Opting for Double Mastectomy May Mean More Complications

Although the overall likelihood for complications after a mastectomy are rare, women who undergo a double mastectomy may experience higher complication rates.

Although the overall likelihood for complications after mastectomy are rare, those women who choose to undergo a double mastectomy may experience a higher rate of certain surgical complications, according to a study (Abstract 62) to be presented at the American Society of Clinical Oncology (ASCO) Breast Cancer Symposium.

“We think this information is critical to guide women contemplating having a double mastectomy,” lead author Mark Sisco, MD, clinical assistant professor of surgery at the University of Chicago Pritzker School of Medicine said at a press conference held ahead of the meeting. “While generally very safe, double mastectomy definitely increases the rate of certain complications, and while each woman is going to interpret these findings differently, they should be discussed and considered.”

According to Sisco, data shows that women with a single breast cancer are increasingly opting for double mastectomies despite evidence showing that survival is not improved with this procedure. This decision may be made for a variety of reasons, he said, including peace of mind, a desire for symmetry, or the ability to forgo mammograms.

However, there are few data on whether or not opting for a double mastectomy has any negative effects. In this study, Sisco and colleagues examined perioperative outcomes in women undergoing bilateral mastectomy with reconstruction compared with unilateral mastectomy with reconstruction. The study did not look at women undergoing prophylactic mastectomy.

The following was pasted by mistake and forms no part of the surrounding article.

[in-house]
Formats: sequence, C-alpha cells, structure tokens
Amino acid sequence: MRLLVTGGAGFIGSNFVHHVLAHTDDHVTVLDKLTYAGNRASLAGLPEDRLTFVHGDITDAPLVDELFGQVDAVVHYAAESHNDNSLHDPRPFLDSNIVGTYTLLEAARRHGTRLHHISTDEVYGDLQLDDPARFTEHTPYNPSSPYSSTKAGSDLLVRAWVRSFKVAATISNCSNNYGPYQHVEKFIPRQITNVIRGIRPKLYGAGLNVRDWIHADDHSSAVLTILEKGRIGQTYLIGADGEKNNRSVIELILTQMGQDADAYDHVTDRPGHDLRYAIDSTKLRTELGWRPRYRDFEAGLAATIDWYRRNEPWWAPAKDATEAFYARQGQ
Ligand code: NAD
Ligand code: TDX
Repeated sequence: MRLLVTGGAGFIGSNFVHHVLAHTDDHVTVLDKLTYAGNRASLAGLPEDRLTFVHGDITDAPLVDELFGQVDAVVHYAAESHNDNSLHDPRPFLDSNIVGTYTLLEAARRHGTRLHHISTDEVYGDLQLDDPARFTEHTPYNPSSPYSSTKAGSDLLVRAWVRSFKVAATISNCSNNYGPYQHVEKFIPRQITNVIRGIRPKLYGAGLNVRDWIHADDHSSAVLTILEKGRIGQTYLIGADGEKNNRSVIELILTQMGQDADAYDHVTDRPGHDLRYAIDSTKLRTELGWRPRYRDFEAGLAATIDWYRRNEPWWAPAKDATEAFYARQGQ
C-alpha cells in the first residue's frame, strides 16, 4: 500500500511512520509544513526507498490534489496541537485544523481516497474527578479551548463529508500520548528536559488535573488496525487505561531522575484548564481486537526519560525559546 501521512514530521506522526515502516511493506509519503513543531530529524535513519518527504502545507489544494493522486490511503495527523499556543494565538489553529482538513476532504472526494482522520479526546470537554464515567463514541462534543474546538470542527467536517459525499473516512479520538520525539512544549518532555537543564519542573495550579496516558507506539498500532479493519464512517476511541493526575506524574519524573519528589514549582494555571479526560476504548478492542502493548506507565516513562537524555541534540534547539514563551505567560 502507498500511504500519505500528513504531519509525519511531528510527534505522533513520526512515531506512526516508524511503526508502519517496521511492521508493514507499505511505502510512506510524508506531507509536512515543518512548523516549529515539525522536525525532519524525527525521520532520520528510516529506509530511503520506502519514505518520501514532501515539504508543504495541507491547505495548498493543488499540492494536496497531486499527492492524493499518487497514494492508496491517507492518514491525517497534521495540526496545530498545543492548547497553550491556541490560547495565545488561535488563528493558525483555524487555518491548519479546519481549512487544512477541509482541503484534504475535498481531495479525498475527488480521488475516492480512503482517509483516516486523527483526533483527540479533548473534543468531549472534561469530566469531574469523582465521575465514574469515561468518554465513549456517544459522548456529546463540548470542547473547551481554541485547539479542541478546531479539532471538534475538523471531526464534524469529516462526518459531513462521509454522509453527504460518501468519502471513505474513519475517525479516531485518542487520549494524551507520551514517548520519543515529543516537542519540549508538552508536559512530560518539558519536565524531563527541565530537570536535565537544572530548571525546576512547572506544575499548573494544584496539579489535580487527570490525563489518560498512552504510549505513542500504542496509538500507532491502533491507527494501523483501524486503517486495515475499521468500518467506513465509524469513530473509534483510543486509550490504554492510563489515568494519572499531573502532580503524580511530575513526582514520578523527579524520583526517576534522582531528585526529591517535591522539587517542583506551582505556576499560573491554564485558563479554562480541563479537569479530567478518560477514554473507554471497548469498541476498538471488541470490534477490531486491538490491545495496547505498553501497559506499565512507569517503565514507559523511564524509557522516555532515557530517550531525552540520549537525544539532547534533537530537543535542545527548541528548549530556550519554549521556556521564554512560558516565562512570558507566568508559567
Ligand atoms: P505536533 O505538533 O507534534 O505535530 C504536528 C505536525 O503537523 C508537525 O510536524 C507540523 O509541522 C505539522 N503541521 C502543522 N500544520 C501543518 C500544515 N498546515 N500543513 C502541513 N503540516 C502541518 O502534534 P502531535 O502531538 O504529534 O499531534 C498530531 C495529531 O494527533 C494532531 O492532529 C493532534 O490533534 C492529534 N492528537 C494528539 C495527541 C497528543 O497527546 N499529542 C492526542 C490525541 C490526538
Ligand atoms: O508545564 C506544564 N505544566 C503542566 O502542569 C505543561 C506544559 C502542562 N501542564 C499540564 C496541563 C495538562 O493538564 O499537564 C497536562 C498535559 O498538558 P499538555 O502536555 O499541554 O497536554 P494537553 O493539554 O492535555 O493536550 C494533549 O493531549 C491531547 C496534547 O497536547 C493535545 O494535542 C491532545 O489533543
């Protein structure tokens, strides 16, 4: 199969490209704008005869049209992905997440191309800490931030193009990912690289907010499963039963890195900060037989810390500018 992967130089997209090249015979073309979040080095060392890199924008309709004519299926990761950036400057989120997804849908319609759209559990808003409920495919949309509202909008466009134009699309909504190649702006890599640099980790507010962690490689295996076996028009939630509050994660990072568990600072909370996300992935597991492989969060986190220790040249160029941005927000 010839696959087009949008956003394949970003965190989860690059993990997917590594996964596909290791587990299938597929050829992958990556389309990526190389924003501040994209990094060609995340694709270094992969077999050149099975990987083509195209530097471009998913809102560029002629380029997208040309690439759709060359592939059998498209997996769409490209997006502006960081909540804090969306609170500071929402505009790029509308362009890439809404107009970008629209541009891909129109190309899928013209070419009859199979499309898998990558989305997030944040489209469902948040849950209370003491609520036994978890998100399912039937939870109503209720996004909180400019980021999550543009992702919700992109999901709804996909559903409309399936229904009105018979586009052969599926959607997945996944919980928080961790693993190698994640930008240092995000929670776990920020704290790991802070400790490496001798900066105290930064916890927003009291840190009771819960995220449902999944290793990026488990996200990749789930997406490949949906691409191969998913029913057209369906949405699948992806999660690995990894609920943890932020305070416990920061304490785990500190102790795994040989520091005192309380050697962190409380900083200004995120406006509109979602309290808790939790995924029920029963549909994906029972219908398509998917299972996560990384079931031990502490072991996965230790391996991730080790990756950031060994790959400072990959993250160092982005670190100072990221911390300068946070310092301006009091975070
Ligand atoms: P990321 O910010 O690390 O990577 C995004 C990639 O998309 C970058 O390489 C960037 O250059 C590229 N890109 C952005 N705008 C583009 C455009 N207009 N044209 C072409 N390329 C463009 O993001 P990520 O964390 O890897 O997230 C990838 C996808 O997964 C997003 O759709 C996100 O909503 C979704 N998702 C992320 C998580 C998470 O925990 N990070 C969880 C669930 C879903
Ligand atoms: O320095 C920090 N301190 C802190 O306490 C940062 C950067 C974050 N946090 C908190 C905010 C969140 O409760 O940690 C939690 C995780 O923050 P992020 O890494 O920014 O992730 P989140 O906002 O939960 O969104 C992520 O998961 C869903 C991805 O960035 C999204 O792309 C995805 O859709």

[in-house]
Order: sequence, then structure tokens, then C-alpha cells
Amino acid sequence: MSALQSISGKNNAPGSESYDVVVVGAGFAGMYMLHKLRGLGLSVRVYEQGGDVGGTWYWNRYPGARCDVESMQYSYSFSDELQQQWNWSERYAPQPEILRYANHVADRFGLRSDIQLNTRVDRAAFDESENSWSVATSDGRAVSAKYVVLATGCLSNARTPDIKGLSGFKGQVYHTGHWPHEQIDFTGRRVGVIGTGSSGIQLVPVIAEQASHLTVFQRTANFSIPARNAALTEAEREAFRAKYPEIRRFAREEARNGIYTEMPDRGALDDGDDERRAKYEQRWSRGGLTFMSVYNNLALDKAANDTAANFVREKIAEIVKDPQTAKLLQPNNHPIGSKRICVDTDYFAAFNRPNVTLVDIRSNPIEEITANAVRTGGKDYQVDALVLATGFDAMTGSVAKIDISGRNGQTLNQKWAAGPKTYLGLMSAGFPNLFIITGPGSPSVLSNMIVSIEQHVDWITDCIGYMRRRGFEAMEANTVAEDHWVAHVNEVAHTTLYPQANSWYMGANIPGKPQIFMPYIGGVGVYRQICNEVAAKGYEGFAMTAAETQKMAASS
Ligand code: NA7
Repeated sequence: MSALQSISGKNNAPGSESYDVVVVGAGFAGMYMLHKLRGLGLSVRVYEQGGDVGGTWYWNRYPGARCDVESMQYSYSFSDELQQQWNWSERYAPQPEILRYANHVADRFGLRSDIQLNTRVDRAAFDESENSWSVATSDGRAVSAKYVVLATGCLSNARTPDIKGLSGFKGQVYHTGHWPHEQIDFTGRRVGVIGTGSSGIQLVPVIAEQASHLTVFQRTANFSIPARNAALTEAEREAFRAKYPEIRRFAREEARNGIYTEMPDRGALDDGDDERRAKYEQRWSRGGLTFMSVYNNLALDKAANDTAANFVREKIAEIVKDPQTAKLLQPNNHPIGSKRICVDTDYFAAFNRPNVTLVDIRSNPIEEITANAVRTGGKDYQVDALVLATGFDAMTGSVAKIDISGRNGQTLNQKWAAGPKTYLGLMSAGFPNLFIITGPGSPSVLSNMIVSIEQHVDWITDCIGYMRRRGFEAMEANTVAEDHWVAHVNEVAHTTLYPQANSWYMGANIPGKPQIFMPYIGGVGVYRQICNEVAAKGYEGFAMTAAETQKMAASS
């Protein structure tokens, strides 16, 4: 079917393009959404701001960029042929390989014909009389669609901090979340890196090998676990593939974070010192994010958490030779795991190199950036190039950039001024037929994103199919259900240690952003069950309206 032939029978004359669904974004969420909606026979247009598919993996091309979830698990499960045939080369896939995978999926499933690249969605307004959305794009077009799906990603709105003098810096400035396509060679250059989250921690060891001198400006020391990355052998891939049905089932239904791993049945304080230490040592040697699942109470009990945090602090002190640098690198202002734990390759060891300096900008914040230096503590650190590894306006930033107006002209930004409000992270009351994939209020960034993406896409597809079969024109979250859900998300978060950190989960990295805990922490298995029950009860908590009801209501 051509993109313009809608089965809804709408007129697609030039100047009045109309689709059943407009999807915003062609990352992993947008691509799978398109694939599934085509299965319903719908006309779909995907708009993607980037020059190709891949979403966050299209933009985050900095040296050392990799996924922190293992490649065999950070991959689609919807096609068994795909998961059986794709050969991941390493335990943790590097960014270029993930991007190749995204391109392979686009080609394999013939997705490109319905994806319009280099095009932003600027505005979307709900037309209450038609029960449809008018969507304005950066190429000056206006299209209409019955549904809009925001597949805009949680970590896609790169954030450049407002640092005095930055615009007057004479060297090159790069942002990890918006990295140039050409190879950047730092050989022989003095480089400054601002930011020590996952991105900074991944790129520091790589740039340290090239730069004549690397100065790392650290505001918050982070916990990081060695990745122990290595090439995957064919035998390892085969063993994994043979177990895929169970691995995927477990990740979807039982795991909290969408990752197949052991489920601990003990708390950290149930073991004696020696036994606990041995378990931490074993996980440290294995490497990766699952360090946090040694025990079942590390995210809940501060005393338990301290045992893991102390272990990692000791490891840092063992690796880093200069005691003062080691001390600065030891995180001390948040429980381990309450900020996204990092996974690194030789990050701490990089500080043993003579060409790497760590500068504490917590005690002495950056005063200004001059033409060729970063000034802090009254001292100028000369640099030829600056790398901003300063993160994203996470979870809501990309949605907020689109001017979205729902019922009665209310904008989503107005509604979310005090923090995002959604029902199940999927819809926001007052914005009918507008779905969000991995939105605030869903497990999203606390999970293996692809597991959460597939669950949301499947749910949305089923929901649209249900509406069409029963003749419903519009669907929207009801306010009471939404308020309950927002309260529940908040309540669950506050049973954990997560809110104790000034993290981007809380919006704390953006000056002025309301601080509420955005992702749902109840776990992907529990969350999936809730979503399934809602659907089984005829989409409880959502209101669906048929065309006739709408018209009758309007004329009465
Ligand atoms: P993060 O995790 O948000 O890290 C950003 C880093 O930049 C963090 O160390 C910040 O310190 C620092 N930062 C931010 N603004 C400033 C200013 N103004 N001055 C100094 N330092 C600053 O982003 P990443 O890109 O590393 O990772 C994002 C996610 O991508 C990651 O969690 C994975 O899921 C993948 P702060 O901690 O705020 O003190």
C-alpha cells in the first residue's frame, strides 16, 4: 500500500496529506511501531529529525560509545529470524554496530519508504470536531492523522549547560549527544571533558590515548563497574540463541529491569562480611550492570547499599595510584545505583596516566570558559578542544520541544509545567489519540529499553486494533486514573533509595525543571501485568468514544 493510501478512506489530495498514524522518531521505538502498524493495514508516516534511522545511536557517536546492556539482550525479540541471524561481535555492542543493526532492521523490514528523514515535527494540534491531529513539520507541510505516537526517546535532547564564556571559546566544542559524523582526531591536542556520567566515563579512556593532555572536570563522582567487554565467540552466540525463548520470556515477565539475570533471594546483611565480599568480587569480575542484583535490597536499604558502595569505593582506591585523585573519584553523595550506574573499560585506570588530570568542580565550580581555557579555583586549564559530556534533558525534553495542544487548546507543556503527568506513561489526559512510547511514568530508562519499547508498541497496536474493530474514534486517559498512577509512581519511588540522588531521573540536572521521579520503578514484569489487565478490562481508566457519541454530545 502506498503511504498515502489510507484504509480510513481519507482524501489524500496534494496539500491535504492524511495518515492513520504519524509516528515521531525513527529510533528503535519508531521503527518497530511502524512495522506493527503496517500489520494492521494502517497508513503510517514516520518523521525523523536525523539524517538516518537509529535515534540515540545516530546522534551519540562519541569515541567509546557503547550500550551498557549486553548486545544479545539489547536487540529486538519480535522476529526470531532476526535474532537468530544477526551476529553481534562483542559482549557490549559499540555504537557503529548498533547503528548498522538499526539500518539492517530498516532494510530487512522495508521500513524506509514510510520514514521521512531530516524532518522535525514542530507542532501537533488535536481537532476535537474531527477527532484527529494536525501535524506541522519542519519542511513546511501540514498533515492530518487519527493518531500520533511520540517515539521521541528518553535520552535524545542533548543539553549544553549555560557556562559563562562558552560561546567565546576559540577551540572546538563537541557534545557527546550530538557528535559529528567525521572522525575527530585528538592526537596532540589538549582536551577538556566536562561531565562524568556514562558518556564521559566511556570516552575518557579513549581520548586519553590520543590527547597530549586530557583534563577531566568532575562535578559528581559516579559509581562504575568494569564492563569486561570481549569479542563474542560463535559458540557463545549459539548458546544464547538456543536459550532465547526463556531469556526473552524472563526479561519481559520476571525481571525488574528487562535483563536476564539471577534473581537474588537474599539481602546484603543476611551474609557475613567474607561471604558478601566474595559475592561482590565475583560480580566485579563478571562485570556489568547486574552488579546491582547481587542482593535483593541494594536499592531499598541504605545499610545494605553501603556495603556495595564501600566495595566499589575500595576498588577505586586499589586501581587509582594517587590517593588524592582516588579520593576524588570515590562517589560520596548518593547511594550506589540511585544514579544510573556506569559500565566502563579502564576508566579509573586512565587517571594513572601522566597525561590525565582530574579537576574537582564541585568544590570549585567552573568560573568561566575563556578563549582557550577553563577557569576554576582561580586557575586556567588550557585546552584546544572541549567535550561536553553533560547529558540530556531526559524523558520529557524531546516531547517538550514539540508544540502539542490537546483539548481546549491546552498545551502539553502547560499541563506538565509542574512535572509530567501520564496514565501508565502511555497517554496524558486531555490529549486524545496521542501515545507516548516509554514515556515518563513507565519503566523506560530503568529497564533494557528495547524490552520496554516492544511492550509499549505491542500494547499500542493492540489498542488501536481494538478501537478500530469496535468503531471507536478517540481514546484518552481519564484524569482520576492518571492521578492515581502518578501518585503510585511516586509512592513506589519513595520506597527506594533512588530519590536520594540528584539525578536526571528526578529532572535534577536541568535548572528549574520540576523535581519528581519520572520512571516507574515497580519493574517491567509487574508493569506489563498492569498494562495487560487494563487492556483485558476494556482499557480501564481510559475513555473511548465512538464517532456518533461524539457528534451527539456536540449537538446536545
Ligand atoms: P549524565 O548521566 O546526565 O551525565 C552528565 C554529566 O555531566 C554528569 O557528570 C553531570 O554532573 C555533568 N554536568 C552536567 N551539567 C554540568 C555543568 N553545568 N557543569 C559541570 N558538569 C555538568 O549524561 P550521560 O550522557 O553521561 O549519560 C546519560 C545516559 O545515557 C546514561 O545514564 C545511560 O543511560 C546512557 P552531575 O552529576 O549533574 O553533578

Using data from the American College of Surgeons National Surgical Quality Improvement Program, the researchers identified 18,229 women with breast cancer treated with mastectomy, 35.7% of which had a bilateral procedure (n = 6,502), and compared 30-day complication rates.

Of the identified patients, 88.6% undergoing bilateral procedure and 79.4% undergoing unilateral procedure chose to have implant-based reconstruction. Among those patients, a bilateral procedure was associated with a significantly higher rate of implant loss (1.0% vs 0.7% for unilateral). In addition, patients undergoing bilateral mastectomy with reconstruction had significantly higher rates of transfusion (0.8% vs 0.3% for unilateral) and reoperation after implant (7.6% vs 6.8% for unilateral).

Among those patients who underwent autologous reconstruction, the rate of transfusion was also significantly higher among women who had a bilateral procedure (7.9%) compared with a unilateral procedure (3.4%).

The researchers found no difference between the procedures for myocardial infarction, pneumonia, kidney failure, stroke, urinary tract infection, or blood clots.

Commenting on the results of this study, Harold J. Burstein, MD, PhD, FASCO, associate professor of medicine at Harvard Medical School, pointed out that overall the rate of serious complications for these procedures remains quite low.

“At the same time there is an increased risk of some rather potentially serious problems including infection, the possibility for the need for implant removal, and the need for blood transfusion,” Burstein said. “This is some of the first data we have seen that allows the surgical team to quantify for a woman who is deciding between single and double mastectomy what exactly the risks of the larger double operation might be.”